Shipping from the State of Mississippi to West Virginia
The Magnolia State of Mississippi joined the Union as the 20th state in 1817 and gets its name from the Mississippi River, which forms its western border. Early inhabitants of the area that became Mississippi included the Choctaw, Natchez and Chickasaw. Spanish explorers arrived in the region in 1540 but it was the French who established the first permanent settlement in present-day Mississippi in 1699.
During the first half of the 19th century, Mississippi was the top cotton producer in the United States, and owners of large plantations depended on the labor of black slaves. Mississippi seceded from the Union in 1861 and suffered greatly during the American Civil War. Despite the abolition of slavery, racial discrimination endured in Mississippi, and the state was a battleground of the Civil Rights Movement in the mid-20th century. In the early 21st century, Mississippi ranked among America’s poorest states.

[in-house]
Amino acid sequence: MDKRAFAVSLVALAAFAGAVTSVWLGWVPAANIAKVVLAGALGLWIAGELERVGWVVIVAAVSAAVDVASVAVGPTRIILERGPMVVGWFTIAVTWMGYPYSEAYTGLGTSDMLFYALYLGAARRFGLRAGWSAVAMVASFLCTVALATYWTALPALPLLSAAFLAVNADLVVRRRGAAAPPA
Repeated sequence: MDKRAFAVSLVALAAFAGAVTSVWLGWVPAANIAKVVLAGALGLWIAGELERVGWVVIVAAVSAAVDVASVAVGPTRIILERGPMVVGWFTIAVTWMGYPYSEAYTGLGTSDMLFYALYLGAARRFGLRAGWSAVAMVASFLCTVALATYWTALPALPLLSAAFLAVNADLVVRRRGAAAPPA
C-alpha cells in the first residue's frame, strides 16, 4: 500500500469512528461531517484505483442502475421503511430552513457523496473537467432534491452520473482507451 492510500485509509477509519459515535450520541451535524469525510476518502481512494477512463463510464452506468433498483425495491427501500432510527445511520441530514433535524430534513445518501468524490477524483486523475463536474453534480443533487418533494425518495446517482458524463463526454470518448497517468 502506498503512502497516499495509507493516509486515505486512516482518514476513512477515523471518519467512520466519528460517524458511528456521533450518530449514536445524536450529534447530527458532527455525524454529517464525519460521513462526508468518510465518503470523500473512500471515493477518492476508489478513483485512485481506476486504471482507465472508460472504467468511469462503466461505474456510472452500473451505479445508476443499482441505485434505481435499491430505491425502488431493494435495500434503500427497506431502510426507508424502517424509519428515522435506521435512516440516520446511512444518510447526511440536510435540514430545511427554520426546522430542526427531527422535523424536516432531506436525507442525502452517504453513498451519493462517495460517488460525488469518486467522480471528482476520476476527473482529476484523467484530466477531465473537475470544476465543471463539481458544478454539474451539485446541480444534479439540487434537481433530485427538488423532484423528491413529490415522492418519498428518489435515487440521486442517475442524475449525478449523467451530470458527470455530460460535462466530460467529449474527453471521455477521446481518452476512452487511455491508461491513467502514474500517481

The state capital is Jackson and it takes the state motto-Virtute et armis (“By valor and arms”).
Shipping to the State of Mississippi to West Virginia
During the Civil War that lasted between 1861 and 1865, the Virginia state voted to disaffiliate from the United States. People from the mountainous western part of the state were against the decision and decided to create their own state to support the Union. That was what led to the formation of the state West Virginia. On June 20, 1863, congress instituted West Virginia as a state.
The West Virginia town of Harpers Ferry was the location of John Brown’s ill-fated 1859 raid on the federal arsenal there. Although Brown’s plan to arm a large-scale slave rebellion with weapons from the armory eventually failed, and Brown was hanged. The raid was not successful with inflaming white Southern fears of slave rebellions and increased the increasing tension between the North and South preceding the Civil War.
Today, West Virginia is a major coal-producing state, contributing 15% of the country’s coal. The New River Gorge Bridge near Fayetteville is the longest steel arch bridge in the world. Every October, the town hosts a Bridge Day celebration when the road is closed to traffic, and people are allowed to parachute and bungee jump off the bridge. The event entices almost 100,000 participants and spectators each year. Popular West Virginia natives include actor Don Knotts, gymnast Mary Lou Retton, and test pilot Chuck Yeager.